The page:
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Social groups and behavior

Land competition


Hartebeests are even-toed hoofed antelopes in the family Bovidae, which are found throughout Africa south of the Sahara. Included among the grazing antelopes in the subfamily Hippotraginae are the reedbucks,

waterbuck, rhebok, addax, oryx, bluebuck, gemsbok, and roan and sable antelopes. More closely related to hartebeests are the impala, topi, wildebeest, and bonte-bok. These are medium to large antelopes that forage for food in the grasslands and woodlands of Africa.

Both males and females have characteristic hooklike horns ringed with ridges. Hartebeests range from a tan to a reddish brown color with distinctive markings denoting the different species. Females are slightly smaller than males. Hartebeests have long faces, raised high shoulders with strong legs in front, and a steep sloping back. Their legs are thin and they canter for long distances, which is made possible by their long forelegs.

Social groups and behavior

Hartebeestes graze in herds and are commonly seen with wildebeests, gazelles, and zebras. The home ranges of hartebeests can be from 800 to 1,400 acres (234567 hectares). Within this area a number of different relationships exist. Small groups within the home range may occupy only the few acres that a male can defend. The female groups roam over many of the male-dominated smaller territories. Young hartebeests remain with their mothers, who may have several offspring of different ages following her. Males leave around the age of two and a half years old and join bachelor herds.

Females are sexually mature at two years of age. Pregnancy lasts about eight months and hartebeests give birth to one offspring at a time. Newborns lie out in the grass for about two weeks, and then join the maternal herd. Mothers will defend young males from threatening older males that claim the territory.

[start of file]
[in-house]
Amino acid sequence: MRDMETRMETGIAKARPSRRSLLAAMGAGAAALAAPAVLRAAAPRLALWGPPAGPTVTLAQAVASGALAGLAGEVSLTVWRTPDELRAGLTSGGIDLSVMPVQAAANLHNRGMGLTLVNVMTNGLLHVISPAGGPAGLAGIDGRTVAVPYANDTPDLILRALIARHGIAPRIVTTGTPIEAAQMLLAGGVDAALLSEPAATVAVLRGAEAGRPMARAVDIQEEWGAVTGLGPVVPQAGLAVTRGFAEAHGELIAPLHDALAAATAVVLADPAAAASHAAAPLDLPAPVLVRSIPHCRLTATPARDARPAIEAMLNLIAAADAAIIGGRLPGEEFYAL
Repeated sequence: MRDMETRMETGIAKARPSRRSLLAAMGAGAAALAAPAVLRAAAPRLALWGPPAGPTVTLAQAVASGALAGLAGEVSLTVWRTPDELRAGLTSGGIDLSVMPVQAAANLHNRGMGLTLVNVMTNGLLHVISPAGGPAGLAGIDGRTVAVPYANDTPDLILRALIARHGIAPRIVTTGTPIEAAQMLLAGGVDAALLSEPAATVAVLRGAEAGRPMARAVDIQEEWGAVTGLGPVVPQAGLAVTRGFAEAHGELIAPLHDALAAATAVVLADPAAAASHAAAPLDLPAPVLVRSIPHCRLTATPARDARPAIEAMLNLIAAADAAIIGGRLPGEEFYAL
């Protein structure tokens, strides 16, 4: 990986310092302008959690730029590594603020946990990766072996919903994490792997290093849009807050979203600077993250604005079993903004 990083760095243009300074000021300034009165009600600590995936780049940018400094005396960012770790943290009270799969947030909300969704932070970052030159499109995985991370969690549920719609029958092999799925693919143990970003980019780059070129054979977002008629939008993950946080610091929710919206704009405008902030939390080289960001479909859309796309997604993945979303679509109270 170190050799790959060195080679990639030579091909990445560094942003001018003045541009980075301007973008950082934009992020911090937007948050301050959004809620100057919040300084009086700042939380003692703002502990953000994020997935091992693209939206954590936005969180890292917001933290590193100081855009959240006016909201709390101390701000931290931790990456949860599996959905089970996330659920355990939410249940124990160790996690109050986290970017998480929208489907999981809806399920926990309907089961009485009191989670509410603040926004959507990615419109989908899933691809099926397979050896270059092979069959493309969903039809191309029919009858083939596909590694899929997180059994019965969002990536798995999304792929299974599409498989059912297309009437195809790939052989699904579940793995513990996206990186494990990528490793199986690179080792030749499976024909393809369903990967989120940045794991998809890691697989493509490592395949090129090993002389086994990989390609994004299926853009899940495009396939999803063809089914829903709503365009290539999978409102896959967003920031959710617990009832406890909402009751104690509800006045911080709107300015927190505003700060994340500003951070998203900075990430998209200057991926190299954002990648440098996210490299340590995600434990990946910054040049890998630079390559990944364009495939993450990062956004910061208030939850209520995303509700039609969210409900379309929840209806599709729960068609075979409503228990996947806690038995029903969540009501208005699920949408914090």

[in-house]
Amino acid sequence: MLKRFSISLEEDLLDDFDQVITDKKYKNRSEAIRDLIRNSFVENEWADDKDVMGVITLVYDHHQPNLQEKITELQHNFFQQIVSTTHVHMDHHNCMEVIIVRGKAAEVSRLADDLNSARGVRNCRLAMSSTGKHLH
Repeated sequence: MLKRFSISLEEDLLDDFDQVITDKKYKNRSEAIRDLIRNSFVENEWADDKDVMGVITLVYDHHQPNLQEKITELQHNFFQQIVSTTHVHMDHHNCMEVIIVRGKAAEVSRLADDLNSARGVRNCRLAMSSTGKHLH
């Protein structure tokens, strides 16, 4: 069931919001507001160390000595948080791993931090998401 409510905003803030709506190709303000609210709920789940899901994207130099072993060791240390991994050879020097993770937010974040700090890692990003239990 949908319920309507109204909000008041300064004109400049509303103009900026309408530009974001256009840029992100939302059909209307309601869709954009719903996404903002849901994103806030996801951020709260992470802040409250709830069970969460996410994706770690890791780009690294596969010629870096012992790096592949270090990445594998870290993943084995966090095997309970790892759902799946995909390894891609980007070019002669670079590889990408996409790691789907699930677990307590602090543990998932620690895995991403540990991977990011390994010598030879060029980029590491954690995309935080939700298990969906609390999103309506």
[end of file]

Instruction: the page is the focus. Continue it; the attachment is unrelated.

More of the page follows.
Hartebeest males mark their territories with dung piles. They will also advertise their territorial claim by standing on mounds within the territory and marking grass with their preorbital glands, which are located in front of their eyes. They also have scent glands on their front hooves.

Hartebeests may settle territorial differences by fighting or by ritualized behavior. This may include defecation, pawing the ground, and scratching and cleaning their heads and necks. Fighting can include something that looks like neck wrestling. One of the difficulties hartebeests encounter in maintaining control of their territories is their need for water. If one leaves to drink, on his return he may find that another bull has claimed his territory.


Forage Vegetation that is suitable for grazing or browsing animals.

Home range The full territory that an animal occupies throughout its lifetime.

Land competition When two or more animal groups use the same natural growth on a land area and one population grows while the other declines.

Land competition

While hartebeests once occupied a large area over much of the African continent, their range has diminished because of expanded farming in some of the areas they had once inhabited. Since domestic cattle graze on the same grasses that hartebeests prefer, the growth in cattle raising in Africa has resulted in a general decline in hartebeest populations. The most numerous species is the Kongoni or Cokes hartebeest (Alcelaphus buscelaphus cokii) of Kenya, while the red hartebeest (A. b. caama) survives in protection on farms. The bastard hartebeests (Damaliscus spp.) are smaller than the Alcelaphus species, and include the hirola (D. hunteri), the topi (D. lunatus) of East and South Africa, and the blesbok (D. pygrus ) of South Africa.

Particularly vulnerable has been the hirola, or Hunters hartebeest. In a five year period from 1973 to 1978, the hirola population in Kenya declined from 10,000 to a little over 2,000. The bubal hartebeest (Alcelaphus buscelaphus buscelaphus) became extinct in 1940 and in 1969 the Lake Nakuru hartebeest was lost to the continent. The Swaynes hartebeest (Alcelaphus buscelaphus swaynei) was abundant in the early part of this century and is now considered the most vulnerable to extinction. The red hartebeest or caama has been rescued, replenished on farms and in game parks, and released again on natural ranges.

In addition to the competition for land, hartebeests face threats from predators. They are particularly vulnerable to lions, leopards, cheetahs, and hyenas. Young animals are also vulnerable to attacks from jackals, pythons, and eagles. Hartebeests get their name from the South-African, Dutch-derived language of Afrikaans. It means tough beast. The early Dutch settlers of South Africa found them to be good runners that could not be easily overtaken by a horse.

See also Antelopes and gazelles.



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Berkeley: University of California, 1991.

_____ The Safari Companion. Post Mills, Vermont: Chelsea Green, 1993.

Haltenorth, T., and H. Diller. A Field Guide to the Mammals of Africa. London: Collins, 1992.

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Baltimore: The Johns Hopkins University Press, 1999.

Vita Richman